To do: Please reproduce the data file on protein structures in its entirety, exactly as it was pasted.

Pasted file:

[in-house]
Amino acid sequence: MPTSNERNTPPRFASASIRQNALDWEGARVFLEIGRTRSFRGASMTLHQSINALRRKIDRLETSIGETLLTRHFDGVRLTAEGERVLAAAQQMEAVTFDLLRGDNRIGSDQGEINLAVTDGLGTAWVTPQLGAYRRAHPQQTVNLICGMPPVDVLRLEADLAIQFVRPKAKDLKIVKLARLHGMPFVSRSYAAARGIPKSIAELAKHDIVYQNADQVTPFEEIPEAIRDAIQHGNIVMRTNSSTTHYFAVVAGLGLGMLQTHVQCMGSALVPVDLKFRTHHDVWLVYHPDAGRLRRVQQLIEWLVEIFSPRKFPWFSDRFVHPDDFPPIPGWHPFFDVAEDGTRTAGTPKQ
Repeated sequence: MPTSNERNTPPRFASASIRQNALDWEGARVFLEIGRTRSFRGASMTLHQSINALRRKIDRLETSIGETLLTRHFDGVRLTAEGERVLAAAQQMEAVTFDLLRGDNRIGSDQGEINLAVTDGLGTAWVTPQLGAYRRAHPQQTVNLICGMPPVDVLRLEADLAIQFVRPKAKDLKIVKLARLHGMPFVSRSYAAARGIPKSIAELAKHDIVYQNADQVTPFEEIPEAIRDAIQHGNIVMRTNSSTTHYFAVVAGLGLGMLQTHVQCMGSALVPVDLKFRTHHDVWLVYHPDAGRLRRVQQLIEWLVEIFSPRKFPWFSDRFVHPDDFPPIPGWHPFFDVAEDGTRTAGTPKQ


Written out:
[in-house]
Amino acid sequence: MPTSNERNTPPRFASASIRQNALDWEGARVFLEIGRTRSFRGASMTLHQSINALRRKIDRLETSIGETLLTRHFDGVRLTAEGERVLAAAQQMEAVTFDLLRGDNRIGSDQGEINLAVTDGLGTAWVTPQLGAYRRAHPQQTVNLICGMPPVDVLRLEADLAIQFVRPKAKDLKIVKLARLHGMPFVSRSYAAARGIPKSIAELAKHDIVYQNADQVTPFEEIPEAIRDAIQHGNIVMRTNSSTTHYFAVVAGLGLGMLQTHVQCMGSALVPVDLKFRTHHDVWLVYHPDAGRLRRVQQLIEWLVEIFSPRKFPWFSDRFVHPDDFPPIPGWHPFFDVAEDGTRTAGTPKQ
Repeated sequence: MPTSNERNTPPRFASASIRQNALDWEGARVFLEIGRTRSFRGASMTLHQSINALRRKIDRLETSIGETLLTRHFDGVRLTAEGERVLAAAQQMEAVTFDLLRGDNRIGSDQGEINLAVTDGLGTAWVTPQLGAYRRAHPQQTVNLICGMPPVDVLRLEADLAIQFVRPKAKDLKIVKLARLHGMPFVSRSYAAARGIPKSIAELAKHDIVYQNADQVTPFEEIPEAIRDAIQHGNIVMRTNSSTTHYFAVVAGLGLGMLQTHVQCMGSALVPVDLKFRTHHDVWLVYHPDAGRLRRVQQLIEWLVEIFSPRKFPWFSDRFVHPDDFPPIPGWHPFFDVAEDGTRTAGTPKQ